ÅRE, Sweden — Does getting a record 87th World Cup win make Mikaela Shiffrin the greatest ski racer of all time?
Shiffrin doesn’t think so, despite congratulations pouring in from the likes of tennis stars Roger Federer and Iga Swiatek, actress Kate Winslet, and fellow skiing standouts Lindsey Vonn and Bode Miller.
In fact, Shiffrin laughs off the G.O.A.T. talk.
“Because all I can really see in my mind is an image of a baby goat, or like a fainting goat. That’s what comes in my head,” Shiffrin said after surpassing Swedish great Ingemar Stenmark as the winningest ski racer in the 56-year-history of Alpine skiing’s World Cup.
“That image is sort of scarred into my mind and the first thing I think about when I hear people say ‘G.O.A.T.’, I just kind of laugh.”
She adds that the ‘greatest’ label doesn’t belong to just one skier.
“After all these years racing and getting to this point now, I realize no matter what I accomplish, people root for who they want to win – for whatever reason,” she said.
“It could be something that doesn’t have anything to do with me, or doesn’t have anything to do with Ingemar, or Lindsey, or Marcel (Hirscher), or Bode, or whoever. It is a personal thing, and that’s what is so beautiful about sport.”
Shiffrin won Saturday’s slalom in Are in Stenmark’s native Sweden to break the 34-year-old record, which is comparable with a tennis player earning a 25th major singles title to surpass Australian great Margaret Court, who for five decades has held the record of 24 titles.
Another comparison underlines Shiffrin's dominance of her sport. In the time since her first victory on Dec. 20, 2012, Shiffrin won more than twice as many World Cup races as the entire Austria women’s ski team, which has managed 43 victories.
With Shiffrin turning 28 Monday, the American is bound to add to her tally of 87 and other milestones will come her way.
“I think she can win more than 100,” Stenmark said in a recent interview with The Associated Press.
“100 or more,” was also the prediction of Austrian former slalom specialist Marlies Raich, one of Shiffrin’s early idols.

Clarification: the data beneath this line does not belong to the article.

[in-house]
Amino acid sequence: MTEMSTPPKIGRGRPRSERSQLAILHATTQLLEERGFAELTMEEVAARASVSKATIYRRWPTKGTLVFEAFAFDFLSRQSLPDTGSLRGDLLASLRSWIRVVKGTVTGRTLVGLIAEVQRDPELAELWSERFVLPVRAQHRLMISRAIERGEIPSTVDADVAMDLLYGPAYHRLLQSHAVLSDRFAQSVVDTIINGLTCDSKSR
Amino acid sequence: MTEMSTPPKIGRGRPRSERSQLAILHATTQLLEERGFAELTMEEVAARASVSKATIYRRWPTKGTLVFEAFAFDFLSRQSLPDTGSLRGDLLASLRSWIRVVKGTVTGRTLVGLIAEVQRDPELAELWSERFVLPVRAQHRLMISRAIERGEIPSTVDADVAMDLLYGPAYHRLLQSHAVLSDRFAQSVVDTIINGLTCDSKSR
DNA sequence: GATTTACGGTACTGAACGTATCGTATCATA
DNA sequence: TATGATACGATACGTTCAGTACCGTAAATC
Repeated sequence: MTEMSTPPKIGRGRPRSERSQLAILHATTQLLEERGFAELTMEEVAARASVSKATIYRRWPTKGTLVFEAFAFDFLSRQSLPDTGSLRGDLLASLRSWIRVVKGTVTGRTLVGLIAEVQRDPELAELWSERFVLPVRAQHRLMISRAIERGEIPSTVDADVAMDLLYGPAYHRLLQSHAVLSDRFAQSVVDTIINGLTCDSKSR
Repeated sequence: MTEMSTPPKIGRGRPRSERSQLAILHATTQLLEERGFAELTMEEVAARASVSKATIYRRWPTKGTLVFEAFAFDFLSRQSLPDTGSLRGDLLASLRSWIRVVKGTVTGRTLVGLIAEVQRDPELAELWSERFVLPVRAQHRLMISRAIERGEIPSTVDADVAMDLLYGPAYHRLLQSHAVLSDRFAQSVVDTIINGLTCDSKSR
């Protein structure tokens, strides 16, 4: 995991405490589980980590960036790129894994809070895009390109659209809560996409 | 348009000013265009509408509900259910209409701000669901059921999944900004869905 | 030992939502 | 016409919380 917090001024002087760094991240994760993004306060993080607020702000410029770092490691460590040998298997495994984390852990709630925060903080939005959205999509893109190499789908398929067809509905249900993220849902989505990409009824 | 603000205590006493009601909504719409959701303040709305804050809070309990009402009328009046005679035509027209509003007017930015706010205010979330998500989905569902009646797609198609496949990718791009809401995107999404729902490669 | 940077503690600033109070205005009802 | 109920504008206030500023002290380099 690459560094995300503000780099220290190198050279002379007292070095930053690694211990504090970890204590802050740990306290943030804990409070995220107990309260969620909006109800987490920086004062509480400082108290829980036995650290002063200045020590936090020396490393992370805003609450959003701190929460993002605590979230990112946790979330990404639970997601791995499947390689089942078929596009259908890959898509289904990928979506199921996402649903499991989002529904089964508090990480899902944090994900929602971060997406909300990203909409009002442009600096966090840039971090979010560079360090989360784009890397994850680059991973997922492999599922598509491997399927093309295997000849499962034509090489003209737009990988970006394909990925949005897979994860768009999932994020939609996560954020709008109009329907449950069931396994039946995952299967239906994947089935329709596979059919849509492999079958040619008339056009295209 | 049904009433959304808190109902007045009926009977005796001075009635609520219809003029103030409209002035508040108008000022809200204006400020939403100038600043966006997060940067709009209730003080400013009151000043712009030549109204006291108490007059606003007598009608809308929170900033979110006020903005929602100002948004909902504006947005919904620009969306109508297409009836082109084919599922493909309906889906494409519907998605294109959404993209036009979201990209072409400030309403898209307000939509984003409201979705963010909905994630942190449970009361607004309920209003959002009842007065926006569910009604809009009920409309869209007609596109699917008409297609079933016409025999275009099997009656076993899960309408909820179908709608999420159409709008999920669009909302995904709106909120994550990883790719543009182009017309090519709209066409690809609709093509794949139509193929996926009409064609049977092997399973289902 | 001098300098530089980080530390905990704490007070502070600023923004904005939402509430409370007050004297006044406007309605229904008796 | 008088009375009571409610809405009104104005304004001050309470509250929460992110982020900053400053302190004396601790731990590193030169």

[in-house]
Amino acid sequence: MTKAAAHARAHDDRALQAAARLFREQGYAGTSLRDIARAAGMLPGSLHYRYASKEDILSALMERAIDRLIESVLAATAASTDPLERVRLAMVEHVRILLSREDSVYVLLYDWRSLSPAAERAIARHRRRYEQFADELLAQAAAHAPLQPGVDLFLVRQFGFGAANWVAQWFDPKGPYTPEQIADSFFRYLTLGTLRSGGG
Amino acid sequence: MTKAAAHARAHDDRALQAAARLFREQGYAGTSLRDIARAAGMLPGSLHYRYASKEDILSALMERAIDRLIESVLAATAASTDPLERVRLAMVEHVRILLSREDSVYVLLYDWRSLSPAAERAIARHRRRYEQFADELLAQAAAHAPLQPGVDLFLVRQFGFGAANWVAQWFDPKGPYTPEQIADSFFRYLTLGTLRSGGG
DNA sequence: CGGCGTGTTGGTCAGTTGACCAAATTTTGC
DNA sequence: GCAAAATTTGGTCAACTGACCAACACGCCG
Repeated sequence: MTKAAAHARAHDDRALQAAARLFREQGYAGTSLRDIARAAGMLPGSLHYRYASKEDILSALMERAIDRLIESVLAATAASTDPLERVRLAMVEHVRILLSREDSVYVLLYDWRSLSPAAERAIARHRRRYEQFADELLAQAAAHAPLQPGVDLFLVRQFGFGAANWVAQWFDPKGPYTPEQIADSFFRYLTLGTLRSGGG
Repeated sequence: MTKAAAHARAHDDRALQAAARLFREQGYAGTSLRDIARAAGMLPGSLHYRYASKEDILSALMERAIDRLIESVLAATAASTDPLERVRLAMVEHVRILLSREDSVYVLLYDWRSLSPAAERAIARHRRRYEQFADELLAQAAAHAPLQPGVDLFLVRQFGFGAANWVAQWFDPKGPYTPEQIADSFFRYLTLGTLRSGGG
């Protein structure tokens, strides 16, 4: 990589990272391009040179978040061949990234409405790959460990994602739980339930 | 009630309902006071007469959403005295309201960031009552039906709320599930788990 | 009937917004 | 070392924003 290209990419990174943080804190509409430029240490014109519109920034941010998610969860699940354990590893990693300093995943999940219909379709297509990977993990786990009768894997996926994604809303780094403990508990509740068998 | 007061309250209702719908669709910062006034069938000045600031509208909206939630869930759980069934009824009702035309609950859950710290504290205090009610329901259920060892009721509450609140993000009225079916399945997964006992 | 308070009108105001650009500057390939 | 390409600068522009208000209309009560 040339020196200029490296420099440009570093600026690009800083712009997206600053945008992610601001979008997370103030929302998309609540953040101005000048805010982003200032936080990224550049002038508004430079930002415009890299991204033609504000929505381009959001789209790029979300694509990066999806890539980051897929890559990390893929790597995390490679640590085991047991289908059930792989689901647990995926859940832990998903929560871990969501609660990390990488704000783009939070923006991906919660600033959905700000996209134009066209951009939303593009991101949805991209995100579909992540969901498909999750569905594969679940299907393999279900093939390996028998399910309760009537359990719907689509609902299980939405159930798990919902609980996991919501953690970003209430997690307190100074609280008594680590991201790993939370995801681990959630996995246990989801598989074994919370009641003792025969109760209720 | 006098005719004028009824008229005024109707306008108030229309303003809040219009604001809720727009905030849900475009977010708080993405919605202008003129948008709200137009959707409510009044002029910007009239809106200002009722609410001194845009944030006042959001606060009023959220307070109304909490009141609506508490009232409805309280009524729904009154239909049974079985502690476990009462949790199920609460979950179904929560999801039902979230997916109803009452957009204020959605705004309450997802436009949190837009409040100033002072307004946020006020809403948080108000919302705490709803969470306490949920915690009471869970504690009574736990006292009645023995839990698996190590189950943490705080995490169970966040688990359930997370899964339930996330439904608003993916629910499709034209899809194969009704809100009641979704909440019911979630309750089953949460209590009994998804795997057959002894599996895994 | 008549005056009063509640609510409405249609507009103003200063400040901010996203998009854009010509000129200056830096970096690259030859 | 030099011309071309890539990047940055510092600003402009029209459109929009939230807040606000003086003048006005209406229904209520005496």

Best marks are also on the cards for Shiffrin when it comes to the number of crystal globes – the award for winning the season discipline or overall title.
By winning the overall, slalom and GS titles this season, Shiffrin has extended her collection to 15 globes – five short of Vonn’s 20.
Shiffrin, with seven slalom globes, is one short of Vonn and Stenmark, who each had eight titles in a single discipline — Vonn in downhill, Stenmark in both slalom and GS.
Also, Shiffrin’s five overall titles rank her one behind the women’s record of six, set by Annemarie Moser-Proell in the 1970s.
Across genders, Shiffrin still needs three more to match another Austrian standout, Marcel Hirscher, who racked up eight men’s overall titles in a row from 2012-19.
Away from World Cup racing, two-time Olympic champion Shiffrin has nine gold medals and 17 in total from major championships. She won’t be able to add to those for nearly two more years, with the 2025 world championships in Saalbach, Austria, and the 2026 Milan-Cortina Olympics next up.
Despite setting many of the sport’s records, Shiffrin said she still feels “that anticipation, that nervousness, that I want to race.”
“For me that is a sign I have no lack of motivation,” she said. “It’s the skiing that I want to do. Every day I wake up and want to do it, again and again. That is not done yet, it’s stronger than ever.”
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